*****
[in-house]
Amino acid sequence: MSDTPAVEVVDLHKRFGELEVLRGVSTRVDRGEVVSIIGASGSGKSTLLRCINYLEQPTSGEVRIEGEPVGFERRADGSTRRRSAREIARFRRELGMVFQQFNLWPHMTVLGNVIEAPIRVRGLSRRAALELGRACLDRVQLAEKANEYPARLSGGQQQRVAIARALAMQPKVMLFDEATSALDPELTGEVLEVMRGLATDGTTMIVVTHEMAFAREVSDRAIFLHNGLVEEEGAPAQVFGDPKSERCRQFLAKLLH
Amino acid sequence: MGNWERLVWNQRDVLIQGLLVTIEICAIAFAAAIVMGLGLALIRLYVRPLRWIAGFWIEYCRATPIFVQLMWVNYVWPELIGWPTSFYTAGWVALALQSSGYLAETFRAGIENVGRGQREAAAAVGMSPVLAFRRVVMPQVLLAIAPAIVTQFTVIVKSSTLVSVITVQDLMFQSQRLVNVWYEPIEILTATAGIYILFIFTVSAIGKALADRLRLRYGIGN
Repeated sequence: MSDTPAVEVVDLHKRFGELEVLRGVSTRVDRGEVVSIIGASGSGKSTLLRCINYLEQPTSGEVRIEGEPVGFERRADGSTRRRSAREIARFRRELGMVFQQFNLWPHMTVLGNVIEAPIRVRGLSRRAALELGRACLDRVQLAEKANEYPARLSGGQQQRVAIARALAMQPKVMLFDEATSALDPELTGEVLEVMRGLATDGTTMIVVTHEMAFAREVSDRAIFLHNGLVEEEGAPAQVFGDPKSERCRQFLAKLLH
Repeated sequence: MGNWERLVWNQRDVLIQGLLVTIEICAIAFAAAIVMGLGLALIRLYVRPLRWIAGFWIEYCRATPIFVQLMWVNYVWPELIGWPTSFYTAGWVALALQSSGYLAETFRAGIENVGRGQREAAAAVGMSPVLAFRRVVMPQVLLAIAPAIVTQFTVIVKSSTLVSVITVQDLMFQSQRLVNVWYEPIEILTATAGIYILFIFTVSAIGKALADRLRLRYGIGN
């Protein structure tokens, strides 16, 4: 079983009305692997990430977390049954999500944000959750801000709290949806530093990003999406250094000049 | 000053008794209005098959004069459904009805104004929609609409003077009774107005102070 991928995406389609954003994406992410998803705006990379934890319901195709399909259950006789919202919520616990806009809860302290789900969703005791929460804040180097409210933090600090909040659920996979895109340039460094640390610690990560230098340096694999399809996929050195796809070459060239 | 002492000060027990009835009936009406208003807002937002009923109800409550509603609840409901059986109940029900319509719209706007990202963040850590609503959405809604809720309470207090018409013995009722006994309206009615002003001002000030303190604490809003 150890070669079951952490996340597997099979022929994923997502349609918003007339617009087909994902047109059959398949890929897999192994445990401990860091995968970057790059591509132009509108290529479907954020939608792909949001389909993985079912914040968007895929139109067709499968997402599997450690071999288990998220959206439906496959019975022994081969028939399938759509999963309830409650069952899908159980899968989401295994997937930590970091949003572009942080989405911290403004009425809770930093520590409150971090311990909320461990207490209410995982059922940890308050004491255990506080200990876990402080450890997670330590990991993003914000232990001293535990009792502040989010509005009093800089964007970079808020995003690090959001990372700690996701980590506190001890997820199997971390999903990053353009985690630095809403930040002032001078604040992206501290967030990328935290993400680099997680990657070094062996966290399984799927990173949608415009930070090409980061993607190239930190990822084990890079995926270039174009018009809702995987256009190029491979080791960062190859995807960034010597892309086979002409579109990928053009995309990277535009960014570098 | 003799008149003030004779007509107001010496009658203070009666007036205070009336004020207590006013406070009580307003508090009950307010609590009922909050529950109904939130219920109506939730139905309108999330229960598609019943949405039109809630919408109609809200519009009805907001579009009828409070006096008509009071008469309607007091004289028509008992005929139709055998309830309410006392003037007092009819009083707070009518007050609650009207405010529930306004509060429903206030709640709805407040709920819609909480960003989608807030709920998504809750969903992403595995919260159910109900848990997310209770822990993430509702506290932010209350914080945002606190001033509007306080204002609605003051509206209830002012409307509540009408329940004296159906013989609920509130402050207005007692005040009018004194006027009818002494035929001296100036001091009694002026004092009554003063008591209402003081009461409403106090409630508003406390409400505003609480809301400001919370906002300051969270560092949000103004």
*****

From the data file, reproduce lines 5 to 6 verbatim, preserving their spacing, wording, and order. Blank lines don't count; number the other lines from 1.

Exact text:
Repeated sequence: MGNWERLVWNQRDVLIQGLLVTIEICAIAFAAAIVMGLGLALIRLYVRPLRWIAGFWIEYCRATPIFVQLMWVNYVWPELIGWPTSFYTAGWVALALQSSGYLAETFRAGIENVGRGQREAAAAVGMSPVLAFRRVVMPQVLLAIAPAIVTQFTVIVKSSTLVSVITVQDLMFQSQRLVNVWYEPIEILTATAGIYILFIFTVSAIGKALADRLRLRYGIGN
């Protein structure tokens, strides 16, 4: 079983009305692997990430977390049954999500944000959750801000709290949806530093990003999406250094000049 | 000053008794209005098959004069459904009805104004929609609409003077009774107005102070 991928995406389609954003994406992410998803705006990379934890319901195709399909259950006789919202919520616990806009809860302290789900969703005791929460804040180097409210933090600090909040659920996979895109340039460094640390610690990560230098340096694999399809996929050195796809070459060239 | 002492000060027990009835009936009406208003807002937002009923109800409550509603609840409901059986109940029900319509719209706007990202963040850590609503959405809604809720309470207090018409013995009722006994309206009615002003001002000030303190604490809003 150890070669079951952490996340597997099979022929994923997502349609918003007339617009087909994902047109059959398949890929897999192994445990401990860091995968970057790059591509132009509108290529479907954020939608792909949001389909993985079912914040968007895929139109067709499968997402599997450690071999288990998220959206439906496959019975022994081969028939399938759509999963309830409650069952899908159980899968989401295994997937930590970091949003572009942080989405911290403004009425809770930093520590409150971090311990909320461990207490209410995982059922940890308050004491255990506080200990876990402080450890997670330590990991993003914000232990001293535990009792502040989010509005009093800089964007970079808020995003690090959001990372700690996701980590506190001890997820199997971390999903990053353009985690630095809403930040002032001078604040992206501290967030990328935290993400680099997680990657070094062996966290399984799927990173949608415009930070090409980061993607190239930190990822084990890079995926270039174009018009809702995987256009190029491979080791960062190859995807960034010597892309086979002409579109990928053009995309990277535009960014570098 | 003799008149003030004779007509107001010496009658203070009666007036205070009336004020207590006013406070009580307003508090009950307010609590009922909050529950109904939130219920109506939730139905309108999330229960598609019943949405039109809630919408109609809200519009009805907001579009009828409070006096008509009071008469309607007091004289028509008992005929139709055998309830309410006392003037007092009819009083707070009518007050609650009207405010529930306004509060429903206030709640709805407040709920819609909480960003989608807030709920998504809750969903992403595995919260159910109900848990997310209770822990993430509702506290932010209350914080945002606190001033509007306080204002609605003051509206209830002012409307509540009408329940004296159906013989609920509130402050207005007692005040009018004194006027009818002494035929001296100036001091009694002026004092009554003063008591209402003081009461409403106090409630508003406390409400505003609480809301400001919370906002300051969270560092949000103004």